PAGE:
I really appreciate the book you wrote and hope many others have the chance to read it also and make informed choices. I have read so much about joint replacement but none can outdo a personal story of experience.
I loved your book. and thank you so much for signing it!
As soon as I received it, I sat and read the first 85 pages in one go! There was so much of it that I could relate to, as I had my bi-lateral knee replacement on 24th October last year. I was 56 years old at the time and had severe degenerative disease of the knees for the last 2 years.
Like you I had one knee that was slower in recovery than the other..and now 7 months on, I am very well even though my right knees plays up now and again. I am very pleased that you have been able to return to tennis!
Thank you again, and I am sorry it has taken me so long to reply,
My wife bought me a copy of your book titled "Knees up Mother Brown". She purchased this at Angus and Robertson bookstore at Warriewood Square, having seen a write up about it in a newspaper the week before.
I had bilateral knee replacements in November of 2005. My wife says I complained about the pain, but I do not remember. I am now old and better than I was, and I wish that the surgeon could rectify age as well as he does knees.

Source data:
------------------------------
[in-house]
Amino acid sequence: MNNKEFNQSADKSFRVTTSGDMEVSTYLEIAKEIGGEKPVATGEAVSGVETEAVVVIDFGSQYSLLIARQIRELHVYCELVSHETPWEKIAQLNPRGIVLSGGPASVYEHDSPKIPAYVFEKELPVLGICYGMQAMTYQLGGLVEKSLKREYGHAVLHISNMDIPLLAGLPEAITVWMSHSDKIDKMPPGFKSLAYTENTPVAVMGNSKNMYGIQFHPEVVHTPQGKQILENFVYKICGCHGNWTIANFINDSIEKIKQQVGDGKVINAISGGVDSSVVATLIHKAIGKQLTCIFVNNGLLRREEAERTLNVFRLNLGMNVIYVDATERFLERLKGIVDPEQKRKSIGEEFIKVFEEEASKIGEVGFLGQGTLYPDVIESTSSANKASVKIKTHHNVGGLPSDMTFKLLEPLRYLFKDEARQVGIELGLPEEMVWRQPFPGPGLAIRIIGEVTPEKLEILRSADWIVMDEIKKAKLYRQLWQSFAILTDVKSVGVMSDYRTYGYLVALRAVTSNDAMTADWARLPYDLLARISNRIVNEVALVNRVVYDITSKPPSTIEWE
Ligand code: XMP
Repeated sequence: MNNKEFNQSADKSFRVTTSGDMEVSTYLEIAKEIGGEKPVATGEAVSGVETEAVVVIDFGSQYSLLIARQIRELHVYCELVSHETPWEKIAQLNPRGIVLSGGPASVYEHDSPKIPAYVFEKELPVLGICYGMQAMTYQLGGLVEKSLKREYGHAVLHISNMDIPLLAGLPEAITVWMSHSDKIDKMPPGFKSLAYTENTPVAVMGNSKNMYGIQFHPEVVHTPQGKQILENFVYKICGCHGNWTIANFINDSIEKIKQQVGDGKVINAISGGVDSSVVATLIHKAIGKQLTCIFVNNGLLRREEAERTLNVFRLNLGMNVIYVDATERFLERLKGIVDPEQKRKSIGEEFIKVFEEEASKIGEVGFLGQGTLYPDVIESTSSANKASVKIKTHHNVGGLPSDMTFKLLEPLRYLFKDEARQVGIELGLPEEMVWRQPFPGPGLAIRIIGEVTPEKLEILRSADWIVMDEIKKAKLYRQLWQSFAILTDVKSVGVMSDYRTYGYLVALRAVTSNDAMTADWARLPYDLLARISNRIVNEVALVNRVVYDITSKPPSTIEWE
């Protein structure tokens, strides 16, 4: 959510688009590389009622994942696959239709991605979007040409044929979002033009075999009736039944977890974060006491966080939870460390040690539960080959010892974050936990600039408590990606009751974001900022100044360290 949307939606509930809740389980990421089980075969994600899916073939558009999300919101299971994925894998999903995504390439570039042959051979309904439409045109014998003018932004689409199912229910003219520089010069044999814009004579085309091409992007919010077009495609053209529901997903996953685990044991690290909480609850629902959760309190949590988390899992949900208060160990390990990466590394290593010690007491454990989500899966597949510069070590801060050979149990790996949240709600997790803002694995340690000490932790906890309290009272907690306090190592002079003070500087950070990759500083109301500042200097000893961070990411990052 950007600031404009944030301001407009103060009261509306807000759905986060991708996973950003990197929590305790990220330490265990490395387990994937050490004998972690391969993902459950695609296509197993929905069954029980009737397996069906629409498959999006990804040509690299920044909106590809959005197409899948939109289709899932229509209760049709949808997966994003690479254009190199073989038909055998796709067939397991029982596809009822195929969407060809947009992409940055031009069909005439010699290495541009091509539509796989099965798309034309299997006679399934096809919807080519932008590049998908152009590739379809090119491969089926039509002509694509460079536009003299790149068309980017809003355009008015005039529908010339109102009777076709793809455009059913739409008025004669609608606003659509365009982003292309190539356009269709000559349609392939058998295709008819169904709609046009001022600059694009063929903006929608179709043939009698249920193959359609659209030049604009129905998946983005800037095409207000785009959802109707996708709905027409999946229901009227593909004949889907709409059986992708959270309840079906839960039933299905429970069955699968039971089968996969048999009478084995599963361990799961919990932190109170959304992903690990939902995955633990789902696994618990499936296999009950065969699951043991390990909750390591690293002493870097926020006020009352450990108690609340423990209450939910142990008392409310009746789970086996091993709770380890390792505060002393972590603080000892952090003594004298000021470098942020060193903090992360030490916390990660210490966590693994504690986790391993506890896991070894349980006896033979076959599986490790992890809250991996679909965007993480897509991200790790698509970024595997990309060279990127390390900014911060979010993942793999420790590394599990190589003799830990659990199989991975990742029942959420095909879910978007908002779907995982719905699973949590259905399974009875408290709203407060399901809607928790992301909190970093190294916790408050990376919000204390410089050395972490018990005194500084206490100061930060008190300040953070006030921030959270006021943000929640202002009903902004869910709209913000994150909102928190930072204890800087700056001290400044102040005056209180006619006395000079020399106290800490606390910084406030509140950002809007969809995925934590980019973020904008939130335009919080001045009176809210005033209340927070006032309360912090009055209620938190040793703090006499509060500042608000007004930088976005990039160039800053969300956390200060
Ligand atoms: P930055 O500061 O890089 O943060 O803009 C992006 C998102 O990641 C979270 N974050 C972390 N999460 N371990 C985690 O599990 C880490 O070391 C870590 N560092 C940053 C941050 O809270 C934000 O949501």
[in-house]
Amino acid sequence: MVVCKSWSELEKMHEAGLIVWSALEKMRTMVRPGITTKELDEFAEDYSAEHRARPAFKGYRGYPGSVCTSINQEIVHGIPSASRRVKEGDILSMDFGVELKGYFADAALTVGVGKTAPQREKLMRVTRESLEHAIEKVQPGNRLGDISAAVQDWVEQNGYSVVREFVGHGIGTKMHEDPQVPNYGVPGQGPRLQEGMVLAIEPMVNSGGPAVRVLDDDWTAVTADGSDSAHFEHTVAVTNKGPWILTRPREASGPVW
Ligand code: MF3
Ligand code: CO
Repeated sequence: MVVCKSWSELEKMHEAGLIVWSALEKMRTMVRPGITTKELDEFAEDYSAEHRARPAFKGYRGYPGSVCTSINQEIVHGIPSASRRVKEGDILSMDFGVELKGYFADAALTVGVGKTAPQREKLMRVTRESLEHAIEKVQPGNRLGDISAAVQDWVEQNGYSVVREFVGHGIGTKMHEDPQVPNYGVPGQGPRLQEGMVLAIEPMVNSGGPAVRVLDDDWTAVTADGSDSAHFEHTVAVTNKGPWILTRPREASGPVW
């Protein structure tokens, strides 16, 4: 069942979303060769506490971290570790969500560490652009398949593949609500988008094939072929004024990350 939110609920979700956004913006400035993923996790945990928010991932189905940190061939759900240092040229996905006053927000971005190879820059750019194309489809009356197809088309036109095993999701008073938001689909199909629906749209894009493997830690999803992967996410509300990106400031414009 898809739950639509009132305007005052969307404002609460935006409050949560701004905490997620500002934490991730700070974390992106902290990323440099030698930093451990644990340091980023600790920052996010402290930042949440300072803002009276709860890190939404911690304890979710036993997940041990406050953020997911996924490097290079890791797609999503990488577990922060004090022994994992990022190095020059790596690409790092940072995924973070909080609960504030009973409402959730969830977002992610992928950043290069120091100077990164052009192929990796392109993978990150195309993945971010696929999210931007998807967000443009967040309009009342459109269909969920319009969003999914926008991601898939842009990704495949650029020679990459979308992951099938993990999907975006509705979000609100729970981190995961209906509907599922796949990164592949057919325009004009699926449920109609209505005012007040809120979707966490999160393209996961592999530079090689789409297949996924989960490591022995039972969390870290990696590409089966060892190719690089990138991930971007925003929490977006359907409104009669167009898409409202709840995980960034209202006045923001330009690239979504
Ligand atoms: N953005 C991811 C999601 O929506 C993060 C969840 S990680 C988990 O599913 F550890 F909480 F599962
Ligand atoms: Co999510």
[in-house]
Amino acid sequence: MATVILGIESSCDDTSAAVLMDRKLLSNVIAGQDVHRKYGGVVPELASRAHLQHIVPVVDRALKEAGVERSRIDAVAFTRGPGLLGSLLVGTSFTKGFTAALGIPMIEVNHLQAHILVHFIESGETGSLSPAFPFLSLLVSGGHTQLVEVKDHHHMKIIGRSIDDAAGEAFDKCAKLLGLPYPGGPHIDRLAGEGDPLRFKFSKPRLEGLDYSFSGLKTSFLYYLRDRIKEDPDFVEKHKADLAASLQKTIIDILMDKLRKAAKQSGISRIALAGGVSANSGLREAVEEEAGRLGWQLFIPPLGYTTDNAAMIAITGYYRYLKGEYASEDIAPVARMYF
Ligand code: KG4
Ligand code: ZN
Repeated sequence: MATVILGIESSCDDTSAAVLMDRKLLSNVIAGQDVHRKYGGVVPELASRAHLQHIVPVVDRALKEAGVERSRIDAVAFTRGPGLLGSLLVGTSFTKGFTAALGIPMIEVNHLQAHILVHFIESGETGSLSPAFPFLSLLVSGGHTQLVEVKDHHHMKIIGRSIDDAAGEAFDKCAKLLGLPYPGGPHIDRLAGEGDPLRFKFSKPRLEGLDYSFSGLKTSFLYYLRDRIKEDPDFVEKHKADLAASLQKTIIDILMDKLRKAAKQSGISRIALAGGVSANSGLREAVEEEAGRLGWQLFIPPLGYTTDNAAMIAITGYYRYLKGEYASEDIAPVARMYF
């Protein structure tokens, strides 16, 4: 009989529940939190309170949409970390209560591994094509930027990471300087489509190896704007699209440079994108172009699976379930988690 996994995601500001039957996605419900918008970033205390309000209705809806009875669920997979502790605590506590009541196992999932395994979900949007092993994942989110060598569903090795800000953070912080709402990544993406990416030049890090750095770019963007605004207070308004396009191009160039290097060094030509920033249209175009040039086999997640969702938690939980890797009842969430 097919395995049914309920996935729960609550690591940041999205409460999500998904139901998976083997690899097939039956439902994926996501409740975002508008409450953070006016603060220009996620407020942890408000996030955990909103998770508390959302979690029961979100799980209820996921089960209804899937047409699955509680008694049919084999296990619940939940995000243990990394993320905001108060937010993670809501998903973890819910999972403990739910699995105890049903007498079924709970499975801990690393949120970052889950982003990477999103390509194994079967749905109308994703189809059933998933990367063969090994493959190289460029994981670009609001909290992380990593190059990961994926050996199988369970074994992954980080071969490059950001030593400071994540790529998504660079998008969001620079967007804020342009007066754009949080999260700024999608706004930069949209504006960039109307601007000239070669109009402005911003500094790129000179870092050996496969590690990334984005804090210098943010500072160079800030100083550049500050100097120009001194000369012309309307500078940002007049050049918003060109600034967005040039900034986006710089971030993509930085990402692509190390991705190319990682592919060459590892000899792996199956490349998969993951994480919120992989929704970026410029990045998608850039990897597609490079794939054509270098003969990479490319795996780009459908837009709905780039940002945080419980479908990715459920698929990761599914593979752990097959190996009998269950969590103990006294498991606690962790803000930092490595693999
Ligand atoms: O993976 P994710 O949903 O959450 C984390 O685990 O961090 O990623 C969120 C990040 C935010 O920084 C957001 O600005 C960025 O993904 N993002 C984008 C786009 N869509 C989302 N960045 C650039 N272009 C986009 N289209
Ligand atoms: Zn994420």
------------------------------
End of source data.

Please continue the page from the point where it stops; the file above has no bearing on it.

I am now 73 years old. I went to the Mater for the operation, and Delmar for the rehab, and your book brought back many happy memories, particularly those of the Torture Chamber and Swimming pool. My surgeon's name is Cy York and he is great and he even likes cricket! Congratulations on your Presidency of the New Knees Club and thanks for a good read.
I finally got around to reading your book and thoroughly enjoyed it. Congratulations on your effort. It was very interesting to read of other patients' experiences and I believe that I have come out of it very well. When I left Hospital I was getting over 90 degree bend and when I went back to see Dr Cross at 12 months I was getting 126 degree bend, so I was very happy.
My knees are still going OK, a bit stiff at times, and the left one seems to ache a bit when I'm in bed, no trouble during the day though. The right is still better than the left, but they are better than what I had before the operation. I only hope that they keep on the way they are for another 15 years or so (or am I stretching it a bit?) as I am not looking forward to another replacement, but shall cross that bridge when I come to it.